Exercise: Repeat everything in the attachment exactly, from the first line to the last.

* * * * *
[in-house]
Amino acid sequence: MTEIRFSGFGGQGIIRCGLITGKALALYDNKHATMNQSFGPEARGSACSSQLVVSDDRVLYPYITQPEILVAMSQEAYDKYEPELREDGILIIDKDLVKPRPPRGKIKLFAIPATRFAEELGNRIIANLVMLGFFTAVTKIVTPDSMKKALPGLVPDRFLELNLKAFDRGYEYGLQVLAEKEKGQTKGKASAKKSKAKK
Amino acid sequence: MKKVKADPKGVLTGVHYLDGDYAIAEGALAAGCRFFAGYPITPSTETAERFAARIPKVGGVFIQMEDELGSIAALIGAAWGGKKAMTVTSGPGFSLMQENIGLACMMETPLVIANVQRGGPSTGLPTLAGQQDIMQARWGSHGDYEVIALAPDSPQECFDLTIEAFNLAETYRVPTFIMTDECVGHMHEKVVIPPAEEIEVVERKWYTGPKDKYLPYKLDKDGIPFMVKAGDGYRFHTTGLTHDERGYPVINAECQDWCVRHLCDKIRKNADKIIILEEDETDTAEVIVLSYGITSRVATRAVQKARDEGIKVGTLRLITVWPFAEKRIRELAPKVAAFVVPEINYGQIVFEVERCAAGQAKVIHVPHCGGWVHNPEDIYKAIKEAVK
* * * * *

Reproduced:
[in-house]
Amino acid sequence: MTEIRFSGFGGQGIIRCGLITGKALALYDNKHATMNQSFGPEARGSACSSQLVVSDDRVLYPYITQPEILVAMSQEAYDKYEPELREDGILIIDKDLVKPRPPRGKIKLFAIPATRFAEELGNRIIANLVMLGFFTAVTKIVTPDSMKKALPGLVPDRFLELNLKAFDRGYEYGLQVLAEKEKGQTKGKASAKKSKAKK
Amino acid sequence: MKKVKADPKGVLTGVHYLDGDYAIAEGALAAGCRFFAGYPITPSTETAERFAARIPKVGGVFIQMEDELGSIAALIGAAWGGKKAMTVTSGPGFSLMQENIGLACMMETPLVIANVQRGGPSTGLPTLAGQQDIMQARWGSHGDYEVIALAPDSPQECFDLTIEAFNLAETYRVPTFIMTDECVGHMHEKVVIPPAEEIEVVERKWYTGPKDKYLPYKLDKDGIPFMVKAGDGYRFHTTGLTHDERGYPVINAECQDWCVRHLCDKIRKNADKIIILEEDETDTAEVIVLSYGITSRVATRAVQKARDEGIKVGTLRLITVWPFAEKRIRELAPKVAAFVVPEINYGQIVFEVERCAAGQAKVIHVPHCGGWVHNPEDIYKAIKEAVK